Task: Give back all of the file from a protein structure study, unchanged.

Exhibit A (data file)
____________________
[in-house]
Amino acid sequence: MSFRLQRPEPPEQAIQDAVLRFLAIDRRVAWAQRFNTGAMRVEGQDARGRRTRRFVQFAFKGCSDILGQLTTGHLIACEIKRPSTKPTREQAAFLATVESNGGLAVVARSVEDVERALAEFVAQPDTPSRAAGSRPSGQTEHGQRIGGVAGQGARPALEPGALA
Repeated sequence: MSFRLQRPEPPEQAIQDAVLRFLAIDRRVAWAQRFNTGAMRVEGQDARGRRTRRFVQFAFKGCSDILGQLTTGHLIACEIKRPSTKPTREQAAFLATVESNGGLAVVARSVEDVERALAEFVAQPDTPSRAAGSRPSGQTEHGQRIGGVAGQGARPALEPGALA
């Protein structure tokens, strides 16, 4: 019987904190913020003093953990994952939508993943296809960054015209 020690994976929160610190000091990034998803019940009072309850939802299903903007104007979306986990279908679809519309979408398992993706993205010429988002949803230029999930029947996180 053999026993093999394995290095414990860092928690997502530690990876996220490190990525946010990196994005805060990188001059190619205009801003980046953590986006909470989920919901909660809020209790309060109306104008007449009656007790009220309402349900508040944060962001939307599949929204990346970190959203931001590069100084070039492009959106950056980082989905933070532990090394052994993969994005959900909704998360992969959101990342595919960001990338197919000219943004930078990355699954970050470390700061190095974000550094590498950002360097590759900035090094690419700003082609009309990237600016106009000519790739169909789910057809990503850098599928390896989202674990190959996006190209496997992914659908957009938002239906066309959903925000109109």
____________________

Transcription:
[in-house]
Amino acid sequence: MSFRLQRPEPPEQAIQDAVLRFLAIDRRVAWAQRFNTGAMRVEGQDARGRRTRRFVQFAFKGCSDILGQLTTGHLIACEIKRPSTKPTREQAAFLATVESNGGLAVVARSVEDVERALAEFVAQPDTPSRAAGSRPSGQTEHGQRIGGVAGQGARPALEPGALA
Repeated sequence: MSFRLQRPEPPEQAIQDAVLRFLAIDRRVAWAQRFNTGAMRVEGQDARGRRTRRFVQFAFKGCSDILGQLTTGHLIACEIKRPSTKPTREQAAFLATVESNGGLAVVARSVEDVERALAEFVAQPDTPSRAAGSRPSGQTEHGQRIGGVAGQGARPALEPGALA
């Protein structure tokens, strides 16, 4: 019987904190913020003093953990994952939508993943296809960054015209 020690994976929160610190000091990034998803019940009072309850939802299903903007104007979306986990279908679809519309979408398992993706993205010429988002949803230029999930029947996180 053999026993093999394995290095414990860092928690997502530690990876996220490190990525946010990196994005805060990188001059190619205009801003980046953590986006909470989920919901909660809020209790309060109306104008007449009656007790009220309402349900508040944060962001939307599949929204990346970190959203931001590069100084070039492009959106950056980082989905933070532990090394052994993969994005959900909704998360992969959101990342595919960001990338197919000219943004930078990355699954970050470390700061190095974000550094590498950002360097590759900035090094690419700003082609009309990237600016106009000519790739169909789910057809990503850098599928390896989202674990190959996006190209496997992914659908957009938002239906066309959903925000109109």